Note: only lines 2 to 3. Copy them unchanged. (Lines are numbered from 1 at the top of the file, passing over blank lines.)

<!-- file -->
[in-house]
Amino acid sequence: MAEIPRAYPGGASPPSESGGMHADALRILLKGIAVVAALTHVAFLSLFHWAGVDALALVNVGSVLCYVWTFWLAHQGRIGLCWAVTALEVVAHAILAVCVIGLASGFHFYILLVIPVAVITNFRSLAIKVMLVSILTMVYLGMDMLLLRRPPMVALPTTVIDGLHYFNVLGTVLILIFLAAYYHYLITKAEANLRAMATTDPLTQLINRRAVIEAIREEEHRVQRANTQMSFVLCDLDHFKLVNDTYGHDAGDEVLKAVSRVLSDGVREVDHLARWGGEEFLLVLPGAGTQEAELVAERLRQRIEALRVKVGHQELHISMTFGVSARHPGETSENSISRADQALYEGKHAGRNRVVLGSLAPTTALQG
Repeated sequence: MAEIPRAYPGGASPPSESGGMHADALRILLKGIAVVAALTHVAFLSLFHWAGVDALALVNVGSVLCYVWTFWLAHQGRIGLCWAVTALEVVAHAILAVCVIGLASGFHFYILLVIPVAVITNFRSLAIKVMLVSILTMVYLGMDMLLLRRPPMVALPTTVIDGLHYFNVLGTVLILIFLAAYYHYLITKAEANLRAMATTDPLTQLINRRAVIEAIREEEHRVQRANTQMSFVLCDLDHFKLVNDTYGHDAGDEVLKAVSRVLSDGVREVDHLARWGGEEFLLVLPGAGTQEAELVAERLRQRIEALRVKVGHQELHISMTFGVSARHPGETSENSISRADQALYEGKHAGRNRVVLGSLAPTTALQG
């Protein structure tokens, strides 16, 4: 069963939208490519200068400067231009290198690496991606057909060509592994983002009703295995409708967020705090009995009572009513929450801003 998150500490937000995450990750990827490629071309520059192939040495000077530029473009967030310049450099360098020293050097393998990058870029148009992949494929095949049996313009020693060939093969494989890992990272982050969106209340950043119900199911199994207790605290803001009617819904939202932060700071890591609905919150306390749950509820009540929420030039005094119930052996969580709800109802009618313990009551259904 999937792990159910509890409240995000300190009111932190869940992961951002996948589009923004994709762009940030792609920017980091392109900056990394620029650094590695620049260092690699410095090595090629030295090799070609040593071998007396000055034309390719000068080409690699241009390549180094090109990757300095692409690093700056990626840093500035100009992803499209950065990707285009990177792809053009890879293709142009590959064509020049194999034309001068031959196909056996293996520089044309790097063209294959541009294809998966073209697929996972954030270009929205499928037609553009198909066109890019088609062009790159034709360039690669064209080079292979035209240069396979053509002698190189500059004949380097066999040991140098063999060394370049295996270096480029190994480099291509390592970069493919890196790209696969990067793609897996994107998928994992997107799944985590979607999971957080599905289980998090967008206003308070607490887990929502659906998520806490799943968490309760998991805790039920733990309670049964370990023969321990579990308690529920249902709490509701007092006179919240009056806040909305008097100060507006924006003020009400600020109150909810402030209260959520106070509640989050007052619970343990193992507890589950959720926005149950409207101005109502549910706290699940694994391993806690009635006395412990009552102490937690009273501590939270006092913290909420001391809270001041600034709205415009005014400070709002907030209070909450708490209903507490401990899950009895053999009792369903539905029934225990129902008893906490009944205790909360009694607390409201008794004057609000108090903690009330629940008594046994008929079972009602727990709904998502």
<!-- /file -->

Amino acid sequence: MAEIPRAYPGGASPPSESGGMHADALRILLKGIAVVAALTHVAFLSLFHWAGVDALALVNVGSVLCYVWTFWLAHQGRIGLCWAVTALEVVAHAILAVCVIGLASGFHFYILLVIPVAVITNFRSLAIKVMLVSILTMVYLGMDMLLLRRPPMVALPTTVIDGLHYFNVLGTVLILIFLAAYYHYLITKAEANLRAMATTDPLTQLINRRAVIEAIREEEHRVQRANTQMSFVLCDLDHFKLVNDTYGHDAGDEVLKAVSRVLSDGVREVDHLARWGGEEFLLVLPGAGTQEAELVAERLRQRIEALRVKVGHQELHISMTFGVSARHPGETSENSISRADQALYEGKHAGRNRVVLGSLAPTTALQG
Repeated sequence: MAEIPRAYPGGASPPSESGGMHADALRILLKGIAVVAALTHVAFLSLFHWAGVDALALVNVGSVLCYVWTFWLAHQGRIGLCWAVTALEVVAHAILAVCVIGLASGFHFYILLVIPVAVITNFRSLAIKVMLVSILTMVYLGMDMLLLRRPPMVALPTTVIDGLHYFNVLGTVLILIFLAAYYHYLITKAEANLRAMATTDPLTQLINRRAVIEAIREEEHRVQRANTQMSFVLCDLDHFKLVNDTYGHDAGDEVLKAVSRVLSDGVREVDHLARWGGEEFLLVLPGAGTQEAELVAERLRQRIEALRVKVGHQELHISMTFGVSARHPGETSENSISRADQALYEGKHAGRNRVVLGSLAPTTALQG